If you think all of gods creatures have a right to live then ask the Scottish Govt demands high cull targets on private estates and uses helicopters to cull them if the figures arent met!
Whats good enough for the Govt yet the local council wont deal with the problem?
Foxes in a rural environment are sustainable, whats not sustainable is the attitude of the throw away elements of our urban society who look down their noses at rural life red in tooth and claw, autumn watch isnt real!

LSP said...

Chase that Fox - on horseback with dogs!

Well, you can't do that in the city; I was half surprised to see several mangy creatures in Aldgate East - right by Brick Lane (go figure) - the last time 'round. Interesting rat point; no shortage of them either...

Trap away.

Boomer said...

SBW

Don't worry about space, before moving to our rural hide away we kept a small rock in half the garden of a 2 up 2 down terrace in a very upmarket village in Cheshire, surprisingly (to me) the neighbours loved them and were most upset when they were relocated during the house sale (upset was probably due to the loss of all those free eggs).

Chickens are great for kids, the little Boomer is 3 and collects eggs daily, as well as being happy and able to feed, water and muck out 'her girls' with only a little help, she does love her chucks.

Bambibasher - haven't heard so much sense online on the subject of the fox problem for a while, the growing Disneyfication of nature and the increasing tendency/self-delusion for many to forget their meat was living and breathing does worry me.

Regards

Boomer

The Suburban Bushwacker said...

BB

Eloquent; What's she been putting on your weetabix?

SBW

The Suburban Bushwacker said...

LSP

Looking at the fox opportunities I've got, sadly due to the KFC diet their more mange-bearing than fur-bearing.
SBW

The Suburban Bushwacker said...

Boomer

That's the vision I have, The Littlest Bushwacker getting all Barbara Goode: red cheeked, proud of her agrarian skills, and what's more not watching Hanna Montana.

SBW

Pablo said...

A little out of kilter with this one methinks folks. Foxes may be pests but they are not legally defined as such nor are they legally classed as vermin. Grey squirrels cannot be released under the wildlife and countryside act but there's no such law for foxes. You shouldn't release or relocate foxes as you may be done under abandonment of animals or animal cruelty (you must have a license). My studies of urban foxes on Hamstead Heath shows they have moveable territories and saturation levels. If you kill one another will just walk right into the territory. If you kill a vixen on heat, another vixen will come into heat. They carry mange and scabies but humans only catch it if you touch one. Pretty difficult to get close enough to hug a fox unless you've done one of my courses :) They have always been there in numbers for quite a time but they are just becoming more visible as they get used to us. They will come into homes because of warmth, smell and availability of food. Their faeces are visible. Just clean it up. Use a scent deterrent (cheap) not audio (expensive). We found that one in five people in the street were feeding them. That (and KFC) is the fox problem! Learn to live with them. It's cheaper than calling out a shooter every few days. Just my tuppence.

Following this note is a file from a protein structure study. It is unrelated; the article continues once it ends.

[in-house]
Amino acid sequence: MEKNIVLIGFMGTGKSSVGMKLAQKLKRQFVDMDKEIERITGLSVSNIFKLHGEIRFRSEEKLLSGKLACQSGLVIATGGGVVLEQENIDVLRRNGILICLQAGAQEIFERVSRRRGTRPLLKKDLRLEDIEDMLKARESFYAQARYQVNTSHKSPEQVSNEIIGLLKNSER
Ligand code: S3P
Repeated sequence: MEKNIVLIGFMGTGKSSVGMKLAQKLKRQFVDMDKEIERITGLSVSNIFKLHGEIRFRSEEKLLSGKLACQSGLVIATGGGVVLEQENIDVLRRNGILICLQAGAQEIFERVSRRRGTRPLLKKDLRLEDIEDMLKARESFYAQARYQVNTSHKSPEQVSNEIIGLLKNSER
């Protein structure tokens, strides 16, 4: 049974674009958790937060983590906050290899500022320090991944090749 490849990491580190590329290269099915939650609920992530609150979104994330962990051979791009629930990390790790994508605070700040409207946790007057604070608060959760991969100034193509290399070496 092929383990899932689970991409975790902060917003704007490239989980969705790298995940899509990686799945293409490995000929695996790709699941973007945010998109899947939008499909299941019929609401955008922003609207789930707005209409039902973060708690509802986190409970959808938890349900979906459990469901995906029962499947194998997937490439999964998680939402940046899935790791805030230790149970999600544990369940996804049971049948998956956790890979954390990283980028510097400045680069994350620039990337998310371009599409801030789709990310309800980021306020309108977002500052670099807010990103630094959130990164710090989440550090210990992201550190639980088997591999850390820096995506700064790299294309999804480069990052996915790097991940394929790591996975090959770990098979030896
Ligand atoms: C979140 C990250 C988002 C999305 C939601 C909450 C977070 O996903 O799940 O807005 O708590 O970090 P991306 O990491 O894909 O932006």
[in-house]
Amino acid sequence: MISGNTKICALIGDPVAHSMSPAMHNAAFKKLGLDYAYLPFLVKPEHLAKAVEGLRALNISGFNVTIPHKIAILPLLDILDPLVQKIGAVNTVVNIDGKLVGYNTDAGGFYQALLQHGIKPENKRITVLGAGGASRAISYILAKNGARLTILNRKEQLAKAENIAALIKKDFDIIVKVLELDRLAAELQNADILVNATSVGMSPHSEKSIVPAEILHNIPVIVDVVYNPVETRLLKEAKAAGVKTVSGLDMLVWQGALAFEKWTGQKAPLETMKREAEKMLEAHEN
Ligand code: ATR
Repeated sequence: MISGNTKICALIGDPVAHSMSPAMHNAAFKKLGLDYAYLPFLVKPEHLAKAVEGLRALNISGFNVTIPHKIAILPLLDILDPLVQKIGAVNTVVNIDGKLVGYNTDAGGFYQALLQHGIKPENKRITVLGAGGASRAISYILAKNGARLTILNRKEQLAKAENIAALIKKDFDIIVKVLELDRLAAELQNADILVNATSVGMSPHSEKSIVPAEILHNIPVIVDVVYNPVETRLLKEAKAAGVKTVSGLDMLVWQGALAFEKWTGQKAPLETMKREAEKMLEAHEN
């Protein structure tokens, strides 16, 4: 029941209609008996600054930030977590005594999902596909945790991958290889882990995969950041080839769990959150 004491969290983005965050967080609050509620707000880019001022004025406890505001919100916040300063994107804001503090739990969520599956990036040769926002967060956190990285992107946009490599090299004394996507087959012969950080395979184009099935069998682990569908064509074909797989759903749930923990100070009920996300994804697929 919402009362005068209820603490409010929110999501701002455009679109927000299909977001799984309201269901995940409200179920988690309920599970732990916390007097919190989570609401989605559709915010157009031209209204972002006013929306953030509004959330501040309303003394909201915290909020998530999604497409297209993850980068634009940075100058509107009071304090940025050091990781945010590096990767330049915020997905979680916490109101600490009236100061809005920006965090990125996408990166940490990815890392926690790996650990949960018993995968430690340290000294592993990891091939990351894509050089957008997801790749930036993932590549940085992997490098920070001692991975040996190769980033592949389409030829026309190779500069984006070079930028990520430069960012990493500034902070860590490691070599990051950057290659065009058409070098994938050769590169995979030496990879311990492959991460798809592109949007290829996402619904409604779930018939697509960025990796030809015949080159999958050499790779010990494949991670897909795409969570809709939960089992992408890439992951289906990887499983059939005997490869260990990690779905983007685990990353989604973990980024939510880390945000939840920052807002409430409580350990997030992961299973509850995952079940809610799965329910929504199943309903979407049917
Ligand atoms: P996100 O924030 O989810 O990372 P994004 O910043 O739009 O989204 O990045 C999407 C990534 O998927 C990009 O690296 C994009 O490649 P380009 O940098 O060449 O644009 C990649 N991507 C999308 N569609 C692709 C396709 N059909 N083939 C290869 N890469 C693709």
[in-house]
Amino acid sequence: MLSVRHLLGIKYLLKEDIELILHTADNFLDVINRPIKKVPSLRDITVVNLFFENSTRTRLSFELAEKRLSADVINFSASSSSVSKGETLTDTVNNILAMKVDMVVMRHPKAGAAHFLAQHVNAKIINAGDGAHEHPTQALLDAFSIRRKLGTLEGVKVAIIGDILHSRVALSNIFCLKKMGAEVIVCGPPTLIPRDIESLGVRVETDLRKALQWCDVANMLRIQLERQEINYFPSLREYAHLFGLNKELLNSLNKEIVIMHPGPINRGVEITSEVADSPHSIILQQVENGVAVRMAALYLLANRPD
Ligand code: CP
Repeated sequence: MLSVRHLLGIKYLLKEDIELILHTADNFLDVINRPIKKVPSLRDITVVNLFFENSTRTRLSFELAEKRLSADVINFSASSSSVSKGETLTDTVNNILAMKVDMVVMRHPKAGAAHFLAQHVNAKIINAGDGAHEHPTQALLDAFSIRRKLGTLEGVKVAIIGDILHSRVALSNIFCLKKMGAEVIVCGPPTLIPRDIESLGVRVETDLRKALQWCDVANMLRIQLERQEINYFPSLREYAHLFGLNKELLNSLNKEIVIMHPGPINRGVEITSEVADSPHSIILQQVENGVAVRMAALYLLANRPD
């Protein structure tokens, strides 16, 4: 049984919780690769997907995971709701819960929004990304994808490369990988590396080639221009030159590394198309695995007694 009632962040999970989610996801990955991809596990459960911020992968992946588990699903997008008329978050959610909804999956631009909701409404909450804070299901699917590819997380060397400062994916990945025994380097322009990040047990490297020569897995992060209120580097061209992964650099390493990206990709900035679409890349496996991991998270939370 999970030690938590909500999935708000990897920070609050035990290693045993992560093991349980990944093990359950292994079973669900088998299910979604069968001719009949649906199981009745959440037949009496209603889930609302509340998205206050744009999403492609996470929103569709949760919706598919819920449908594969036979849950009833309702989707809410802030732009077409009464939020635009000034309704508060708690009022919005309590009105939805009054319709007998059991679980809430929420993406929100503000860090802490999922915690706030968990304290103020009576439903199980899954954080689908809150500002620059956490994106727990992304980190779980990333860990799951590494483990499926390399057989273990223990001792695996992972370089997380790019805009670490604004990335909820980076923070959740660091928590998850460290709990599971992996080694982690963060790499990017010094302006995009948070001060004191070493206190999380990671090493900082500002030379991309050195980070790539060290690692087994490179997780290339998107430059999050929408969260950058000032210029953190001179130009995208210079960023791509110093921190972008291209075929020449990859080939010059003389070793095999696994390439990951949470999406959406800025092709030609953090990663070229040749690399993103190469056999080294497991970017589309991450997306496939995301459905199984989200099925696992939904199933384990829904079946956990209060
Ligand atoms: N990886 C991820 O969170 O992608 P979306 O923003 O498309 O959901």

The Suburban Bushwacker said...

Pablo

excellent I knew someone would disagree - and I'm delighted that t's someone eloquent and well informed rather than a fox-feeder.

Hampstead Heath is my old stomping ground and yes there have always been a fair few, so I would imagine its getting pretty crowded by now!
If you go up there again give me a ring - I dont live that far away.
SBW

Pablo said...

Interestingly, according to my sources, it was at Hamstead Heath where the first ever British urban fox was spotted between the wars. There a fair few about it's gotta be said. But trapping and shooting won't even make a dent unless you mobilise the residents (a frightening thought!)

As it happens my article called "Living with the Urban Fox" will be published in Bushcraft and Survival Mag during the first week of January 2012 available from all good newsagents!

The Suburban Bushwacker said...

Pablo

Fascinating, even in the inter war years the heath would be properly encircled by suburbia - Unless there really is a 'Dick Turpin's Tunnel' for them to travel down.

What do you know about the heath's deer population?

SBW